Published: 2021-09-27

Multicranial neuropathy secondary to endolymphatic sac tumor

Tanvir Hussain, Thomas J. Crotty, Eoin F. Cleere, Mel Corbett, Aishan Patil, Marcus Choo


Endolymphatic sac tumors (ELST) are rare neuroectodermal neoplasms arising from the epithelium of the endolymphatic sac or duct. Despite their benign histopathological features, ELSTs frequently demonstrate a locally destructive growth pattern with involvement of the skull base and cranial nerves. While ELSTs may arise sporadically, the majority of cases occur in association with Von Hippel-Lindau (VHL) syndrome. ELSTs are commonly diagnosed late due to their slow growing nature and non-specific symptomatology. Surgical resection is the treatment of choice. However, due to the location of these tumors in the lateral skull base surgical intervention carries a high risk of injury to critical neurovascular structures in close proximity. We presented the case of a 51 years old gentleman with a three-months history of hearing loss and otalgia. He subsequently developed multiple cranial neuropathies and was diagnosed with a sporadic ELST. He underwent a complete surgical resection and received adjuvant radiotherapy.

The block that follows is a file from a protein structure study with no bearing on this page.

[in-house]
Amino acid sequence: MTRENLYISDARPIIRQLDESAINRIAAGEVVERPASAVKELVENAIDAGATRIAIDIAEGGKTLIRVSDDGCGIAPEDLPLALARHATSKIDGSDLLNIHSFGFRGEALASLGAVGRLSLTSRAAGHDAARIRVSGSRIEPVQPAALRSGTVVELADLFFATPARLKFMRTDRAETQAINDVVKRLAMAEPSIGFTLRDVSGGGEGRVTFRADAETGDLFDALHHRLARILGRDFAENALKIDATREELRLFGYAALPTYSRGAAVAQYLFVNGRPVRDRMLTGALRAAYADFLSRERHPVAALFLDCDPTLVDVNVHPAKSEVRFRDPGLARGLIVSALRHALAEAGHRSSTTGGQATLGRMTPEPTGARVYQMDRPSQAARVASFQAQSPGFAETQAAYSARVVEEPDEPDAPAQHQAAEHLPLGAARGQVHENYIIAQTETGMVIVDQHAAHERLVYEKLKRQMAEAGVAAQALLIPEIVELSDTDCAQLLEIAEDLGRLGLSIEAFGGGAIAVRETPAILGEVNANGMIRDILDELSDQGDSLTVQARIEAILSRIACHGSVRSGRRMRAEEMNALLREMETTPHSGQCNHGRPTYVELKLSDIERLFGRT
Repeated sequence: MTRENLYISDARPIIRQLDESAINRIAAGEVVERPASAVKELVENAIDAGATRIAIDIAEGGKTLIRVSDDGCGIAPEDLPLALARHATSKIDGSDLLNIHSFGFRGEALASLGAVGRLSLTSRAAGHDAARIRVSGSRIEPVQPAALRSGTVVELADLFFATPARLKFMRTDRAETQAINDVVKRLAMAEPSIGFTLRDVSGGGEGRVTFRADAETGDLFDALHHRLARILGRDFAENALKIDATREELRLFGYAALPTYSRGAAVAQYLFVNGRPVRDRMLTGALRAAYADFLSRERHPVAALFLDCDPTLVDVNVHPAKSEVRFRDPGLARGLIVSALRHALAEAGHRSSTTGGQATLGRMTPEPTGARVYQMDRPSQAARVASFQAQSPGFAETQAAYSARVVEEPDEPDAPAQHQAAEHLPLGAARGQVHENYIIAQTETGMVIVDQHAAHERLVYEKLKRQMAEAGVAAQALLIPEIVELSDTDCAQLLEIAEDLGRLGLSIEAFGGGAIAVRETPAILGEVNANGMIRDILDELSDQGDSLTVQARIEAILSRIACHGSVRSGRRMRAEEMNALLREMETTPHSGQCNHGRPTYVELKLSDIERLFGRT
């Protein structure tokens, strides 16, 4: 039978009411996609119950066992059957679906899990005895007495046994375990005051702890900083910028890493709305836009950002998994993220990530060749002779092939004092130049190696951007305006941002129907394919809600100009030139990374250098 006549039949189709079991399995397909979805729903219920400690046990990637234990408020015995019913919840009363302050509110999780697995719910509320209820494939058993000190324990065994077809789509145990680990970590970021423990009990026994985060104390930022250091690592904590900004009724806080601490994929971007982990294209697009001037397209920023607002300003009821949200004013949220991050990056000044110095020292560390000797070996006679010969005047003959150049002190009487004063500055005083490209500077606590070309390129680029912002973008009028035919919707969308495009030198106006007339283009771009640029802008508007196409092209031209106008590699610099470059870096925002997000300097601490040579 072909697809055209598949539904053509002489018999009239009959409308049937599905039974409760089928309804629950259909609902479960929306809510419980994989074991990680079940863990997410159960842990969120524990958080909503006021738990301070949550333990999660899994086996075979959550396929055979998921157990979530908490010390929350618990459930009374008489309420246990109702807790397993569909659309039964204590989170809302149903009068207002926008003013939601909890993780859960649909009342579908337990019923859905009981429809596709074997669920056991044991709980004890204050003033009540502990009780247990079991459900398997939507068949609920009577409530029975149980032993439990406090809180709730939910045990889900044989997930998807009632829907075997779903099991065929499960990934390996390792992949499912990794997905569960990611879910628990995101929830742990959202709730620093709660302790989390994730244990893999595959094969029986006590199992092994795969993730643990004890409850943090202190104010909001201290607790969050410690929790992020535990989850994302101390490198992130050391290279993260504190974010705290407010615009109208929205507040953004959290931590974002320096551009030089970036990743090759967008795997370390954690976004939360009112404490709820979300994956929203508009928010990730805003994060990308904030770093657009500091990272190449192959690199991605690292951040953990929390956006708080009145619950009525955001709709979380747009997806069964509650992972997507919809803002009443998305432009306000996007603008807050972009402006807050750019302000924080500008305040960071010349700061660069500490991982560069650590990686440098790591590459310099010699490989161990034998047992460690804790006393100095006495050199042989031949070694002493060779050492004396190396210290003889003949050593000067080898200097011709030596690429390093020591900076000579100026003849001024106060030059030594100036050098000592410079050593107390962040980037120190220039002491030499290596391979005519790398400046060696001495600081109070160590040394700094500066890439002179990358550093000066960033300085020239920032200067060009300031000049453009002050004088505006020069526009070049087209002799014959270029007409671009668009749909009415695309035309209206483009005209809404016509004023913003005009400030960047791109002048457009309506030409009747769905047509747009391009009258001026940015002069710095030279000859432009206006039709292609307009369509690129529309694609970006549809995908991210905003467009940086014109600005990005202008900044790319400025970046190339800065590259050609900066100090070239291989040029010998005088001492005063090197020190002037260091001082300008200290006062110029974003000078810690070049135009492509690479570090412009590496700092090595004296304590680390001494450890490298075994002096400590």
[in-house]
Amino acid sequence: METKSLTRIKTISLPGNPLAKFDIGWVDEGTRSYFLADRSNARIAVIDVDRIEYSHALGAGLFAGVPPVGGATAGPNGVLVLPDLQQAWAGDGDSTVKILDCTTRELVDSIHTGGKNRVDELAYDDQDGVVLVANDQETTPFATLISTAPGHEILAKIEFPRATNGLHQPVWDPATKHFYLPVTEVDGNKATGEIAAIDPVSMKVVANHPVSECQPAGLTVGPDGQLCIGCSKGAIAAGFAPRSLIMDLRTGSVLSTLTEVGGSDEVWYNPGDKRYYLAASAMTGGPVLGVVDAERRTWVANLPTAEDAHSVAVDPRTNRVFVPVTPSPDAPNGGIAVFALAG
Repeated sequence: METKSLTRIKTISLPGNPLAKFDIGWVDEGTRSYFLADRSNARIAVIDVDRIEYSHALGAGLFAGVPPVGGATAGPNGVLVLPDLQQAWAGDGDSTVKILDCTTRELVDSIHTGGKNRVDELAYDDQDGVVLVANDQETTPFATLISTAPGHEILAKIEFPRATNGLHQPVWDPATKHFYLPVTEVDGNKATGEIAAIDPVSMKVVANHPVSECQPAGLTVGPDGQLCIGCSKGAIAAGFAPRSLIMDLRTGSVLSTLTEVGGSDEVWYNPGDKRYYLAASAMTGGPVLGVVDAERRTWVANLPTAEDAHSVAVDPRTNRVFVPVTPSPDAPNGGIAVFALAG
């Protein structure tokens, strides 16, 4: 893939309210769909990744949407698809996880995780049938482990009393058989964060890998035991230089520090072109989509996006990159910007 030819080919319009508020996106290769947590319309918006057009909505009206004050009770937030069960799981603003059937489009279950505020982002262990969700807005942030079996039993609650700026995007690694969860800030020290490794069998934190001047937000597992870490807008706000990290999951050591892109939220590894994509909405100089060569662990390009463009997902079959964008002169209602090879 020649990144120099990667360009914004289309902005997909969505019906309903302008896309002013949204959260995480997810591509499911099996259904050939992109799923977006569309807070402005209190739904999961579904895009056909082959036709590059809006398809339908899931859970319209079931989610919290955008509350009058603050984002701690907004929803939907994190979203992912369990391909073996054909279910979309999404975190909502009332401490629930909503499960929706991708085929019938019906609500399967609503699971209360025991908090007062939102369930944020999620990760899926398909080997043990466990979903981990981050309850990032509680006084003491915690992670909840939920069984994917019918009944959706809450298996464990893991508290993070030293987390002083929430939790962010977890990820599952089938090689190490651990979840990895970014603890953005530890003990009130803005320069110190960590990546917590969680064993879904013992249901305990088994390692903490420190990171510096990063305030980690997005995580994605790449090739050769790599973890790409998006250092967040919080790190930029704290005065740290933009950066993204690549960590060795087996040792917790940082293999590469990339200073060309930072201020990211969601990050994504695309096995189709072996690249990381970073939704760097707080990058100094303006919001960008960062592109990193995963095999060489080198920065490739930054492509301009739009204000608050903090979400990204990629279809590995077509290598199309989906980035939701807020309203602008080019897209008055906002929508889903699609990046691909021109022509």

Endolymphatic sac tumor, Von Hippel-Lindau disease, Head and neck oncology, Lateral skull base surgery

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